Fragments: Disability, Community, and Me

Wednesday, 25 February 2015 16:57

For the past several months I’ve been working on an essay about my fraught (for me) position in the disability community as a person with (undiagnosed) chronic illness and (diagnosed) mental health issues. I have placed “undiagnosed” and “diagnosed” within brackets because I do not like these words. They don’t work for me but because they carry such a heavy dual weight of medicalization and disability community identity I spend a lot of time worrying about them. I haven’t been able to finish more than fragmented paragraphs describing my disability experience—I guess this is because my understanding of it is also fragmented. My notes on this essay-in-progress are sentences and phrases that litter all of my electronic devices and have spilled into a notebook where I write by hand when I can no longer sit at my computer desk or hold my phone comfortably. I am unable to write that essay and so I am writing this one.

I’ve started and stopped the process of medicalization—the request for a diagnosis—for well over a decade. I have not always received the help I needed. After going through a long series of ill-informed, over worked, or simply misogynistic and lazy doctors, I gave up trying to seek a diagnosis when, six months after I completed my PhD, the doctor I was seeing refused to accommodate my request for a disability benefits application nor offer any other help than the advice, “hang in there.” After nearly five years of “hanging in there” (which I think I’ve done pretty damn well at considering everything) I am finally seeking a diagnosis again. It’s a slow process and I am not interested in rushing it. I do not expect there to be a diagnosis. I expect to be told that my physical problems are all in my head, of my own making. I expect to hear the words “less stress” and “more exercise.” And then I will do my best not to break down into tears at this dismissal of my knowledge of my own body and mind because to do so would prove them exactly right.

When we ask one another to declare ourselves we too often do so with the expectation that the other person will have the same words that we do. When it comes to my experience of myself as chronically ill, I have found time and again that this language of disability does not fit comfortably in my mouth or settle easily in my mind. At a moment of existential crisis a few months ago, I read Rosemarie Garland-Thomson’s “The Story of My Work: How I Became Disabled” and I was calmed. She writes: “When our embodied ways of being in the world come to be understood as disabilities or when we understand our way as disabled, we then enter the category.” Perhaps my own awareness is enough. While I see myself in the category of “disabled” as Garland-Thomson defines it, I know that for most people who see me, I do not fit their conception of disabled. I look “too well” (because when I’m not well, I am at home and no one, other than my partner, sees me). I often speak of disability in academic terms (because it’s the language that first taught me to understand my experience). I also don’t introduce myself—in person or online—by way of my health status. In fact, the more unwell I feel, the less I will mention it. While many people find community by disclosing their physical and mental disabilities and illnesses, this has not been the case for me until very recently. And the number of times I have found understanding and support are still outweighed by a life’s history of exclusion and isolation.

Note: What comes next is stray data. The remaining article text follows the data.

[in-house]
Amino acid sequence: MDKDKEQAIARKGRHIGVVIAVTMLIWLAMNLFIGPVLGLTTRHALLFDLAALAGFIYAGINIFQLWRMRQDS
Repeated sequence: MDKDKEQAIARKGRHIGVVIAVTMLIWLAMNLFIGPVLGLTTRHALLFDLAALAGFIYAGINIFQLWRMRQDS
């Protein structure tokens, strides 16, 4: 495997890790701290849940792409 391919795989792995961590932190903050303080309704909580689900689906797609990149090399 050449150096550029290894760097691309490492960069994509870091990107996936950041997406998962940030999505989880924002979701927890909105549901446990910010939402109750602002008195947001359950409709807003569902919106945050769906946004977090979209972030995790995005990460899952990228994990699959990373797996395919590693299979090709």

The truth of the matter is that I am scared and anxious a lot of time and I don’t know what to say. Part of this is due to brain chemistry and part of this is due to experience. I am still figuring out how to piece together all of the truths of my life, how to speak the right words, how to connect. I don’t have any finishing thoughts about my experience with chronic illness and the disability community. There are only partial revelations and contradictory understandings. I know that I need more people in my life than I have right now. I need to read more disability studies theory and science fiction books. I need to write more (in both creative and academic ways). Fragmentation and uncertainty are exhausting, and no matter how hard I try to make my peace with them, I need solid things right now. This post is an anchor.

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